Saturday, November 13, 2010

Multimedia lycanthropy

Like many kids of the MTV generation I marveled when Michael Jackson broke new ground (yet again) with the 13-minute short film video clip that accompanied his 1983 smash Thriller.

But is there something familiar about the sound effects of the attacking werewolf Michael when he leaps in front of Ola Ray after chasing her through the forest (when we cut to 80s and Michael and Ola watching the movie in the cinema you can still hear him as he attacks the cops who attend the scene)?

Of course there is - Thriller, like 1981's horror classic An American Werewolf in London - were both directed by none other than John Landis, who used a few recordings from the stock of sound effects where werewolf David (David Naughton) attacks his various victims.

Friday, October 29, 2010

8814 Clear spotted again!

I found it again! The stock audio file containing the female police dispatcher's voice saying '8814 clear' that gives this blog its name can be heard during a sequence of the TV mini series adaptation of Stephen King's The Tommyknockers.

Tuesday, October 5, 2010

Live forever or screw up the spacetime continuum

As every movie geek who grew up in the 70s or 80s knows, Doc Brown (Christopher Lloyd) took nearly 30 years to realise his vision of time travel after waking up from a fall with the flux capacitor as clear as day in his head.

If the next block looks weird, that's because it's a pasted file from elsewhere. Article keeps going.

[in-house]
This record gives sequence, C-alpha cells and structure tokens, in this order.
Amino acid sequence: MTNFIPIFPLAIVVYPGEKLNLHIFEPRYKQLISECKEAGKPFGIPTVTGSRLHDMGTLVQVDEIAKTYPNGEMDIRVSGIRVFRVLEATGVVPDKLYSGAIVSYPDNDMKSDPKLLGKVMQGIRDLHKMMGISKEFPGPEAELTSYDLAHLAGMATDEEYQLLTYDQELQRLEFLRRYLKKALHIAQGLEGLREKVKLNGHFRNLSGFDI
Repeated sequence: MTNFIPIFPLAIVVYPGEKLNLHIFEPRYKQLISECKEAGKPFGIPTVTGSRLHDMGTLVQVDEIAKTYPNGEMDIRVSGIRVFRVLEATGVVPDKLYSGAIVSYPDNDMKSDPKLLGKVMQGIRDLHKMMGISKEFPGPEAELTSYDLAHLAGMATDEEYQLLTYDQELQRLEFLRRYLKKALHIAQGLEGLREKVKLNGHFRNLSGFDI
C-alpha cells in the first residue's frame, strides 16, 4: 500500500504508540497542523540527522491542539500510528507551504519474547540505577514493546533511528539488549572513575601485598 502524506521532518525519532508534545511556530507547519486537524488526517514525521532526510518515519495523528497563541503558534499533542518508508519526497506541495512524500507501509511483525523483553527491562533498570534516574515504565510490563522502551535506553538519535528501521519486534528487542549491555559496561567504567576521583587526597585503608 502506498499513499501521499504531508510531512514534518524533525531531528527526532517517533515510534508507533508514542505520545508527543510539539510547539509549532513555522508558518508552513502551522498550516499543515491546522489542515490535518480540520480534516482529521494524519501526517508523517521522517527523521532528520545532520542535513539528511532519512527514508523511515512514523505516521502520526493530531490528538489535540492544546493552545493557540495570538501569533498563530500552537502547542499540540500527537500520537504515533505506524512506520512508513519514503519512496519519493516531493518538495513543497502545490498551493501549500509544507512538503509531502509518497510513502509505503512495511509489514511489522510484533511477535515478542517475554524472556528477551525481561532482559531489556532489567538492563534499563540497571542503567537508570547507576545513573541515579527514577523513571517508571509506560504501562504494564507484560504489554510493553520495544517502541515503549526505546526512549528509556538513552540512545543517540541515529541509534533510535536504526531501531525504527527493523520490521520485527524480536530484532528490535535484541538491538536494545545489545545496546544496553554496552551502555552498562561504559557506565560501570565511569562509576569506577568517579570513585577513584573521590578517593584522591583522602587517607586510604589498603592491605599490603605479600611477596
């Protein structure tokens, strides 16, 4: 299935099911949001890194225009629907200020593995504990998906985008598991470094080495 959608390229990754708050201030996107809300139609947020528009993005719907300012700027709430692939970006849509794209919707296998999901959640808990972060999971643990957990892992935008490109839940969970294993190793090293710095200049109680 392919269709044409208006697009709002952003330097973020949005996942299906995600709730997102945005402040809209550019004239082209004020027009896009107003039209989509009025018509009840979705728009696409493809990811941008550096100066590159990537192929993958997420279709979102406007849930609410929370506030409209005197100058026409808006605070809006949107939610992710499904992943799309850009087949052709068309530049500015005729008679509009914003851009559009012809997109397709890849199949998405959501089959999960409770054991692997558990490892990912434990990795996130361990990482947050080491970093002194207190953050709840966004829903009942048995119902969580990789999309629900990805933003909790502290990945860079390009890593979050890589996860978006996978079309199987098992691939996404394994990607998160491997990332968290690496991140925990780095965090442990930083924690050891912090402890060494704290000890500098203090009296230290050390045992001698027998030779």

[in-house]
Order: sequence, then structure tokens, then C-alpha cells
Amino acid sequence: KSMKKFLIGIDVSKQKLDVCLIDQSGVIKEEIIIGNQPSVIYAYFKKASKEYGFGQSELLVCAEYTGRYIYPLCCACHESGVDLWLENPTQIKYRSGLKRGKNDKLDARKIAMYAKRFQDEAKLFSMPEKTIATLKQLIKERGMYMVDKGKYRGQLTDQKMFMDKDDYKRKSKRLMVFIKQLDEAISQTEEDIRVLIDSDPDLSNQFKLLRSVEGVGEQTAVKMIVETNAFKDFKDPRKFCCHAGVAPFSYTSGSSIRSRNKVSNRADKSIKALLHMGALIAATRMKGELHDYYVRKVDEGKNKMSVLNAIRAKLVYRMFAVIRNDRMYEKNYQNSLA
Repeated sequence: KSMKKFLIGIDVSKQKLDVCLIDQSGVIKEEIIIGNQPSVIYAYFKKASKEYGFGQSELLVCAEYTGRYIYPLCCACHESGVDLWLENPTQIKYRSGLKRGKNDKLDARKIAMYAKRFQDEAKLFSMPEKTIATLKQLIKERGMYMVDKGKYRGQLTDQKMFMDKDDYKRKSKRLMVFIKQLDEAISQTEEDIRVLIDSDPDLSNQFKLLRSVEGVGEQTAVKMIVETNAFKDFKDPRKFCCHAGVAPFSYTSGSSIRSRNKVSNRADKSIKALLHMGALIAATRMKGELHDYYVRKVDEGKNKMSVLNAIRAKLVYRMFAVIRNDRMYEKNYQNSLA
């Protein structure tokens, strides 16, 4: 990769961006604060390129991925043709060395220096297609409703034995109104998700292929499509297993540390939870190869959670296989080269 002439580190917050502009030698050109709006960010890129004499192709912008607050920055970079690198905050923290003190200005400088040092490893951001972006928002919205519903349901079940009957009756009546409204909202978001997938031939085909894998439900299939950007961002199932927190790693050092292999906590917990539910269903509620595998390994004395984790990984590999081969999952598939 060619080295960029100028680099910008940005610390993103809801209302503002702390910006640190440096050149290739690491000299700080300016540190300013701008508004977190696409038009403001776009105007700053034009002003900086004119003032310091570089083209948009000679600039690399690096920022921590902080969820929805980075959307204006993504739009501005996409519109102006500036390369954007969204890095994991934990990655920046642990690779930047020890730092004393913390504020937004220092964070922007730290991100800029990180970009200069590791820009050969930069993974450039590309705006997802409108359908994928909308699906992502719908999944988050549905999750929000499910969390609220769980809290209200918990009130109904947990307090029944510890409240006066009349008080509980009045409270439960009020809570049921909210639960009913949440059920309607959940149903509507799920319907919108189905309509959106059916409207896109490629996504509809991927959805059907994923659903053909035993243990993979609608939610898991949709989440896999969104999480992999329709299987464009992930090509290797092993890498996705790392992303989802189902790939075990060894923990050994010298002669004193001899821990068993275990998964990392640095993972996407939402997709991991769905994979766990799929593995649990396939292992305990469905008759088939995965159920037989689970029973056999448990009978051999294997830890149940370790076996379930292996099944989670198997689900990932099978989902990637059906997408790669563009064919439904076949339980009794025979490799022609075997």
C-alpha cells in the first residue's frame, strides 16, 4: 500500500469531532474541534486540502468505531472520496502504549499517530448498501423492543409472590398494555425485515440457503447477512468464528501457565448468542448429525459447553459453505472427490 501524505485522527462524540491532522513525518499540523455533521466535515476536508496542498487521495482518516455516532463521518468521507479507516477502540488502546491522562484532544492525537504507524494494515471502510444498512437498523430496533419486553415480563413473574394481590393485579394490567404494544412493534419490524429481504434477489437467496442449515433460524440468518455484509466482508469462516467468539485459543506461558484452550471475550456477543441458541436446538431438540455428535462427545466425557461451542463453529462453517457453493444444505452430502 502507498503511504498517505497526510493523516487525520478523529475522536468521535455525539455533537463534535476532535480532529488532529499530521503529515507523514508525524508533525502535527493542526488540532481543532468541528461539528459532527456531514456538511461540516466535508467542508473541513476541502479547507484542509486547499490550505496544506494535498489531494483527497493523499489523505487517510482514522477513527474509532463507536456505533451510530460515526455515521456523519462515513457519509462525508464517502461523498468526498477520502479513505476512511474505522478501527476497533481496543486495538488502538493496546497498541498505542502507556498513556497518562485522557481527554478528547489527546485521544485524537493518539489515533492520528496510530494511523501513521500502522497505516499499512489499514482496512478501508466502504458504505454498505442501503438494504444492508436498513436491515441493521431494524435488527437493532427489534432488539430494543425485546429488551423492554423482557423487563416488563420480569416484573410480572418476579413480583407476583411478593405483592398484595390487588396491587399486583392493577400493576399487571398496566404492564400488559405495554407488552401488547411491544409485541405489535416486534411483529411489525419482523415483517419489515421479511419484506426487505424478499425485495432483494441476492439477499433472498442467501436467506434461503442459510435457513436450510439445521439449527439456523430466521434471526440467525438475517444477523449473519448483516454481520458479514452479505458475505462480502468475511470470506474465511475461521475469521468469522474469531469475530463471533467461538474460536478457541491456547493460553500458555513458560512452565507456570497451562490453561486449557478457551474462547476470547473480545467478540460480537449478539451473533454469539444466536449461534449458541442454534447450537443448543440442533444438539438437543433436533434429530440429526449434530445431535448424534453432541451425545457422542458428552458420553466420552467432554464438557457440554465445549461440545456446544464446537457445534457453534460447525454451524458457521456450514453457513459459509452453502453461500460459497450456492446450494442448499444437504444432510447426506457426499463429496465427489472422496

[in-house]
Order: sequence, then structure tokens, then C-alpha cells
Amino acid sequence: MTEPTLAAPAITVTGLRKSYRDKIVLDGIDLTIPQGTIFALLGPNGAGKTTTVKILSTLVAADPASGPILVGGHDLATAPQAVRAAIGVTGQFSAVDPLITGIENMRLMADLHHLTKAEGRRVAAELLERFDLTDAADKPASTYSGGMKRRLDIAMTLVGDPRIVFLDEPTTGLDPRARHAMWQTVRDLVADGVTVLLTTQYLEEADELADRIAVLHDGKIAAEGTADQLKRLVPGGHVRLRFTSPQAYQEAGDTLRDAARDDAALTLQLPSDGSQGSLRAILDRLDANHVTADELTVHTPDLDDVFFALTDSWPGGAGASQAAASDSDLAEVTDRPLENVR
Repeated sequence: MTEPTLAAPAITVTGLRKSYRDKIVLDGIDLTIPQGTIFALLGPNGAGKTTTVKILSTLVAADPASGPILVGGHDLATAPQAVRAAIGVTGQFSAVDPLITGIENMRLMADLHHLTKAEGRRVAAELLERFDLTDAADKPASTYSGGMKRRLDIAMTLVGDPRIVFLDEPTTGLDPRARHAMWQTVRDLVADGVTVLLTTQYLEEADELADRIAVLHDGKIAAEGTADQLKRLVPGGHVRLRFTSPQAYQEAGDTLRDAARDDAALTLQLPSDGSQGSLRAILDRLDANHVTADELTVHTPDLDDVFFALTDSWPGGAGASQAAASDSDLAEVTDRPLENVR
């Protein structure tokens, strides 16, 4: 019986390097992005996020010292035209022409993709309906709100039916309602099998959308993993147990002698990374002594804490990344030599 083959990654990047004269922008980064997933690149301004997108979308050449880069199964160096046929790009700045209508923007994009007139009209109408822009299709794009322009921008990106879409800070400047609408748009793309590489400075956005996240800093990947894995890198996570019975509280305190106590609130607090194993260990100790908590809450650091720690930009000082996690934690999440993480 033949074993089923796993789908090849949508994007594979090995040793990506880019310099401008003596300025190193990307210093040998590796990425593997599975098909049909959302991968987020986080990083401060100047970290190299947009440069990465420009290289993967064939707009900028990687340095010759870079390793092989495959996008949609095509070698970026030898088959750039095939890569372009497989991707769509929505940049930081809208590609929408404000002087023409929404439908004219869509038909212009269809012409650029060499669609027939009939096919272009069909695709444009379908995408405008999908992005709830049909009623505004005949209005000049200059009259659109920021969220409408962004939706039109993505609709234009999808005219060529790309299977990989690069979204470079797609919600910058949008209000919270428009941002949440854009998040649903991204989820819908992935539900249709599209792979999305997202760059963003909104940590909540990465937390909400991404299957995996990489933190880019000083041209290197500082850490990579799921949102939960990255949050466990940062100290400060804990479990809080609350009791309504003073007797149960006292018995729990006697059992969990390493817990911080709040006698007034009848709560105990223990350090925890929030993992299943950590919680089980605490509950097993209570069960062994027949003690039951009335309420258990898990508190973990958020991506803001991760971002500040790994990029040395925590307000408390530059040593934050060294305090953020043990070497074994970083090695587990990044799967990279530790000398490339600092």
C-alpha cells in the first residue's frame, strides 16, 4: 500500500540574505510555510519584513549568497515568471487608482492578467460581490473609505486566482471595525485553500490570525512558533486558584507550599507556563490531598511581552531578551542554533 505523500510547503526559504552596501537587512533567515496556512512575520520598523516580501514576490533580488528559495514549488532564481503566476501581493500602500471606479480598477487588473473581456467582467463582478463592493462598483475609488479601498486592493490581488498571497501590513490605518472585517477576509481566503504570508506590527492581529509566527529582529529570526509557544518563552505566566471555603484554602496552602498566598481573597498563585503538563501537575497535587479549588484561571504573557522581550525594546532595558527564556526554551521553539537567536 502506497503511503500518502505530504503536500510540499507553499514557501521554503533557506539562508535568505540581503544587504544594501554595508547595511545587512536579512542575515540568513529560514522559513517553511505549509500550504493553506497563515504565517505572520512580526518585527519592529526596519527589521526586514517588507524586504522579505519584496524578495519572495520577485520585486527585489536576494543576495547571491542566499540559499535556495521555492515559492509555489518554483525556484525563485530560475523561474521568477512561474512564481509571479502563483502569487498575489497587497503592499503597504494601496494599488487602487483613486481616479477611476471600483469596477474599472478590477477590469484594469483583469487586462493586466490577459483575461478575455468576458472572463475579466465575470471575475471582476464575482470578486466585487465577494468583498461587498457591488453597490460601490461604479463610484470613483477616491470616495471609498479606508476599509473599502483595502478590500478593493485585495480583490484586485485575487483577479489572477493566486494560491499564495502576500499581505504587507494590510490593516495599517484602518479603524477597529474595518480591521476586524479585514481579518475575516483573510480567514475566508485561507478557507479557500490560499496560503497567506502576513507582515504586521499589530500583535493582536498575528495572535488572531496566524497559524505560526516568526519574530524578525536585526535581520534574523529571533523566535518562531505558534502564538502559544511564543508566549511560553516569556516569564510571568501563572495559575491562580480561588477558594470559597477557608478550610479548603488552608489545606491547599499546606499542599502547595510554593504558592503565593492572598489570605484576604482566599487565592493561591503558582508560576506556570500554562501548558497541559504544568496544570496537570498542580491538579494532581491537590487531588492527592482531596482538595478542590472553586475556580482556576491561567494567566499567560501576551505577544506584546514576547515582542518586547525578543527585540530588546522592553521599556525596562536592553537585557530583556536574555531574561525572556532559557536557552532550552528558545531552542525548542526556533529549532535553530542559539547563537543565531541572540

That's why the first ever trip through time was taken by his friend Marty (Michael J Fox) early in the morning of October 26, 1985 while trying to escape the gunfire of Libyan nationalists upset after Doc has supplied them with used pinball machine parts instead of their promised plutonium.

Later on, in another fantastical universe from Back to The Future director Robert Zemeckis, vacuous show biz women Madeline (Meryl Streep) and Helen (Goldie Hawn) compete over everything – including Madeine's husband Ernest (Bruce Willis). But now the ultimate prize of 1992s Death Becomes Her is a serum to not only reverse but stop the aging process.

Madeline needs no second bidding, certain it's her final victory over her adversary. But when Helen turns up looking as young and gorgeous as Madeline does, she immediately knows what her old enemy's been up to. Madeline demands to know when Helen took the serum and the answer is October 26, 1985 – the day Marty McFly unwittingly drove the DeLorean straight to 1955.